Funny how the opportunity for a new in store revenue stream can lift a long held ban! At the digital signage expo last week I discussed this subject with the folks at DSIQ and they had a pretty good take–capturing these numbers gives a reach and frequency number marketers can understand and apply to media buying.

Personally, though, I still think the metrics are pretty weak. I’d like to see us moving beyond gross impressions of who saw the spot to ways to target relevant messages to truly interested shoppers. Hopefully this is the start of metrics for in store–not the end of it.

Ben Ball
Guest
14 years 11 months ago

There is no doubt that the primary benefit for retailers from these measurements will be to quantify the legitimacy of “eye-balls for sale” in-store. And who has more eye-balls to sell than Wal-Mart?

The encouraging potential of this measurement is the second half–tying eye-balls to sales. If that’s done well, then the true value of good in-store creative executions will finally be made clear to all. Of course, there will be some corollary effects in the media markets. You think gas prices went up fast….

David Biernbaum
Guest
14 years 11 months ago

I’m encouraged that Wal-Mart will at least partially lift its data ban for in-store media study and I’m hopeful, even if not necessary optimistic, that the company will one day soon reconsider its complete ban on data sharing across all consumer goods categories and channels, because Wal-Mart is such a mammoth factor in the CPG universe. Without Wal-Mart, any industry data is severely limited in terms of accuracy, functionality, and usefulness. It’s my hope that one day we can drop the “X” from FDM and that we can look at meaningful data that includes such weighty information contained within.

Don Delzell
Guest
Don Delzell
14 years 11 months ago
I would not jump to the conclusion that Wal-Mart intends to monetize in-store promotions–at least beyond acceptable boundaries. As we all know, end cap allowances, check out allowances and other forms of monetization already exist for valuable real estate in-store. It should be pointed out that the primary and perhaps sole metric of any importance for those forms of monetization is incremental gross margin generated. Eyeballs are inconsequential, it’s strictly a co-op incremental sales play. Measuring reach and frequency is only of value to WM if they truly do intend to allow non-offer specific advertising in-store. And I would be very surprised if that ever occurred. Advertisers would kill to have access to the eyeballs attached to WM’s footsteps. I see this as WM’s method of having someone else measure the effectiveness of their own in-store promotional advertising for them. It’s brilliant. I could be wrong, but I’d be very, very, very surprised to see P&G banners hanging across aisles which were unrelated to specific product offerings within that WM store.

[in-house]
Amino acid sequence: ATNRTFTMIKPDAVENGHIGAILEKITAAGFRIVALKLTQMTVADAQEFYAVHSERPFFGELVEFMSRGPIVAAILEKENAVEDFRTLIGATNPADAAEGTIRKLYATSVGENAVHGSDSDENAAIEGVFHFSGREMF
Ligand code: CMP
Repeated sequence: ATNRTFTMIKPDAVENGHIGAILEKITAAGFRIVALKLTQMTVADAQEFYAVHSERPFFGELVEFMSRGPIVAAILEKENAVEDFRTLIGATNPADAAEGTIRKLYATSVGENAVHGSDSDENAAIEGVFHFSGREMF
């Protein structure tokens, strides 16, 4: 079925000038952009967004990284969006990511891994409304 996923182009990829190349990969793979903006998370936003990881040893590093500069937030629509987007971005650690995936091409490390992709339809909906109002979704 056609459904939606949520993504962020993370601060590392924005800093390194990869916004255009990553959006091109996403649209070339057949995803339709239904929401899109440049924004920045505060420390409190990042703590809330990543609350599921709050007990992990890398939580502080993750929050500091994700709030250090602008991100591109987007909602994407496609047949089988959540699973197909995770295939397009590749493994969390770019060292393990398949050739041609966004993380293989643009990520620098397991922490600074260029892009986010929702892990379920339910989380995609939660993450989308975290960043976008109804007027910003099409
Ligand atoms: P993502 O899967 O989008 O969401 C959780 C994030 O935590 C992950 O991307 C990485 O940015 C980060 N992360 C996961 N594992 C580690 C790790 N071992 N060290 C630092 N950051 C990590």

ellis naro
Guest
ellis naro
14 years 11 months ago

I am glad to see that Wal-Mart is changing the way they do business. This new info after 6 years will help small vendors to get a handle on the movement on certain items that they compete with. It’s a small step with only 1000 stores reporting out of 3,500 but it’s a step nonetheless. This will also help Wal-Mart a lot to see the full impact they have with the items they carry.

J. Peter Deeb
Guest
14 years 11 months ago

Having input from the largest retailer in conjunction with Nielsen will certainly add validity to the information and allow both retailers and manufacturers to develop future strategies and programs based partially on this data.

All entities have struggled with measuring the effectiveness of in-store media and, while I don’t know the exact details of this study, I am confident that the disciplines necessary for better measurement will be in place based on the companies involved. Better understanding of the impact of in-store media will allow both Retailers and CPGs to rework their ad budgets to be more effective, regardless of the findings.

Ryan Mathews
Guest
14 years 11 months ago

It’s a baby step in the right direction. A third of Wal-Mart’s stores is not a fully representational study, but it’s a start. Also the Wal-Mart effort is tied to Prism, an initiative that uses in-store infrared sensors to measure traffic and consumer exposure to product displays and other promotional material. The program (which will also place sensors in other channels including c-stores and grocery) won’t be “fully” operational until 2008. That will be a large step forward but still doesn’t give us a full picture since there are high volume stores that aren’t reported by Nielsen. Of course the trick is that once we have a better idea of the “what” we will have to develop much better ways of understanding the “why.”